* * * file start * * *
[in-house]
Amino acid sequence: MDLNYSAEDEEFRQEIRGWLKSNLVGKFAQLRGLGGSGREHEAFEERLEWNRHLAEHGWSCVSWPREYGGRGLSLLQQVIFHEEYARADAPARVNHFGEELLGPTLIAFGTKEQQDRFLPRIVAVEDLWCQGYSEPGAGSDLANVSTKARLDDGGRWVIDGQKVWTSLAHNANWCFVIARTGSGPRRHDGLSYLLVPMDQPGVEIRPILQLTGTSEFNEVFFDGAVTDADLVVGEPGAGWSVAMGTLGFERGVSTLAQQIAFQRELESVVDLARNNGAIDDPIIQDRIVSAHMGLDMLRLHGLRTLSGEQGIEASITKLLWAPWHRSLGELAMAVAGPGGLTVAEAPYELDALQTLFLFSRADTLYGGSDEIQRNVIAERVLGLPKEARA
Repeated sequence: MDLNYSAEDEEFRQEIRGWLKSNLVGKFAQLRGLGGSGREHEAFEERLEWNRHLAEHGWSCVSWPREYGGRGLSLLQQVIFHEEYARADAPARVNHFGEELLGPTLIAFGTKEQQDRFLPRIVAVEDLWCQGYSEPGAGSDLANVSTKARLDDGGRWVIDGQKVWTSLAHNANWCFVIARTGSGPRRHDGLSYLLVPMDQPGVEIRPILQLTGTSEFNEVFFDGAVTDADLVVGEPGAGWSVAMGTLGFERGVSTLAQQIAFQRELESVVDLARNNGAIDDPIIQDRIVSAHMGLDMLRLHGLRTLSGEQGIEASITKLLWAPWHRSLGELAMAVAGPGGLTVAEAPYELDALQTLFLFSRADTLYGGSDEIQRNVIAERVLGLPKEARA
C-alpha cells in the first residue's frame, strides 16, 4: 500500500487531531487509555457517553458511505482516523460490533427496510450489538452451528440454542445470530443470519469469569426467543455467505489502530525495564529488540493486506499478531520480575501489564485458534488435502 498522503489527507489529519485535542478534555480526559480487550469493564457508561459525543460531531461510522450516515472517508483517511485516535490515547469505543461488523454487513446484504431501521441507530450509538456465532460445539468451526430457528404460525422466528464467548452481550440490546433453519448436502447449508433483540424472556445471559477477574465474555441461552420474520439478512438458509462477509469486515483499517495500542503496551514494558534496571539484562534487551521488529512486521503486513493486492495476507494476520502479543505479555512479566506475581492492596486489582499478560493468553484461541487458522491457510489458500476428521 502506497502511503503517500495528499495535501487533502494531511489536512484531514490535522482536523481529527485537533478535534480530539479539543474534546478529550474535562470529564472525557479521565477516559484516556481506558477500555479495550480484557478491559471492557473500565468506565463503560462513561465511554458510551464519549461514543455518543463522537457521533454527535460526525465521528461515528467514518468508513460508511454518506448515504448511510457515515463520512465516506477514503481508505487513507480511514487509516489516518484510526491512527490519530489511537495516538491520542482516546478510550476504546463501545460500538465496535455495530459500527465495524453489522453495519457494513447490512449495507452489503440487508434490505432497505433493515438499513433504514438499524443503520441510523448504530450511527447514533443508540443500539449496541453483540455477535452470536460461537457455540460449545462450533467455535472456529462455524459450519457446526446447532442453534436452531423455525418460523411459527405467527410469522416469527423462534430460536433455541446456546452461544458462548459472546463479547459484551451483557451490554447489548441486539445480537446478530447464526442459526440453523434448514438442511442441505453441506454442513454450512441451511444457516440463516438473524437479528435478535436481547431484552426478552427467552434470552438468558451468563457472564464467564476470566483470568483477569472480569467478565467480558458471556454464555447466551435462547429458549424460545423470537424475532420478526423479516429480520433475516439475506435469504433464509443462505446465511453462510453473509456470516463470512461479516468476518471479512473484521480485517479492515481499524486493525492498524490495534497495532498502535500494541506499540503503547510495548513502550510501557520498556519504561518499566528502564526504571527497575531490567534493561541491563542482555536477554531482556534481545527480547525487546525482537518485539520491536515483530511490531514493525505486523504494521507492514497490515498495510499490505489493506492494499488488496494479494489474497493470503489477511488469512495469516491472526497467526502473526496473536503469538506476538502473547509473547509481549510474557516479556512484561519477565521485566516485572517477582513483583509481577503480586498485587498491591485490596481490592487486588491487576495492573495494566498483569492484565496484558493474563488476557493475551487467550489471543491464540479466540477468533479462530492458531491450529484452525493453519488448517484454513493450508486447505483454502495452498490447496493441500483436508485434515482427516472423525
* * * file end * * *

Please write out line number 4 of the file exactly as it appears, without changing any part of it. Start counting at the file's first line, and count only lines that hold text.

C-alpha cells in the first residue's frame, strides 16, 4: 500500500487531531487509555457517553458511505482516523460490533427496510450489538452451528440454542445470530443470519469469569426467543455467505489502530525495564529488540493486506499478531520480575501489564485458534488435502 498522503489527507489529519485535542478534555480526559480487550469493564457508561459525543460531531461510522450516515472517508483517511485516535490515547469505543461488523454487513446484504431501521441507530450509538456465532460445539468451526430457528404460525422466528464467548452481550440490546433453519448436502447449508433483540424472556445471559477477574465474555441461552420474520439478512438458509462477509469486515483499517495500542503496551514494558534496571539484562534487551521488529512486521503486513493486492495476507494476520502479543505479555512479566506475581492492596486489582499478560493468553484461541487458522491457510489458500476428521 502506497502511503503517500495528499495535501487533502494531511489536512484531514490535522482536523481529527485537533478535534480530539479539543474534546478529550474535562470529564472525557479521565477516559484516556481506558477500555479495550480484557478491559471492557473500565468506565463503560462513561465511554458510551464519549461514543455518543463522537457521533454527535460526525465521528461515528467514518468508513460508511454518506448515504448511510457515515463520512465516506477514503481508505487513507480511514487509516489516518484510526491512527490519530489511537495516538491520542482516546478510550476504546463501545460500538465496535455495530459500527465495524453489522453495519457494513447490512449495507452489503440487508434490505432497505433493515438499513433504514438499524443503520441510523448504530450511527447514533443508540443500539449496541453483540455477535452470536460461537457455540460449545462450533467455535472456529462455524459450519457446526446447532442453534436452531423455525418460523411459527405467527410469522416469527423462534430460536433455541446456546452461544458462548459472546463479547459484551451483557451490554447489548441486539445480537446478530447464526442459526440453523434448514438442511442441505453441506454442513454450512441451511444457516440463516438473524437479528435478535436481547431484552426478552427467552434470552438468558451468563457472564464467564476470566483470568483477569472480569467478565467480558458471556454464555447466551435462547429458549424460545423470537424475532420478526423479516429480520433475516439475506435469504433464509443462505446465511453462510453473509456470516463470512461479516468476518471479512473484521480485517479492515481499524486493525492498524490495534497495532498502535500494541506499540503503547510495548513502550510501557520498556519504561518499566528502564526504571527497575531490567534493561541491563542482555536477554531482556534481545527480547525487546525482537518485539520491536515483530511490531514493525505486523504494521507492514497490515498495510499490505489493506492494499488488496494479494489474497493470503489477511488469512495469516491472526497467526502473526496473536503469538506476538502473547509473547509481549510474557516479556512484561519477565521485566516485572517477582513483583509481577503480586498485587498491591485490596481490592487486588491487576495492573495494566498483569492484565496484558493474563488476557493475551487467550489471543491464540479466540477468533479462530492458531491450529484452525493453519488448517484454513493450508486447505483454502495452498490447496493441500483436508485434515482427516472423525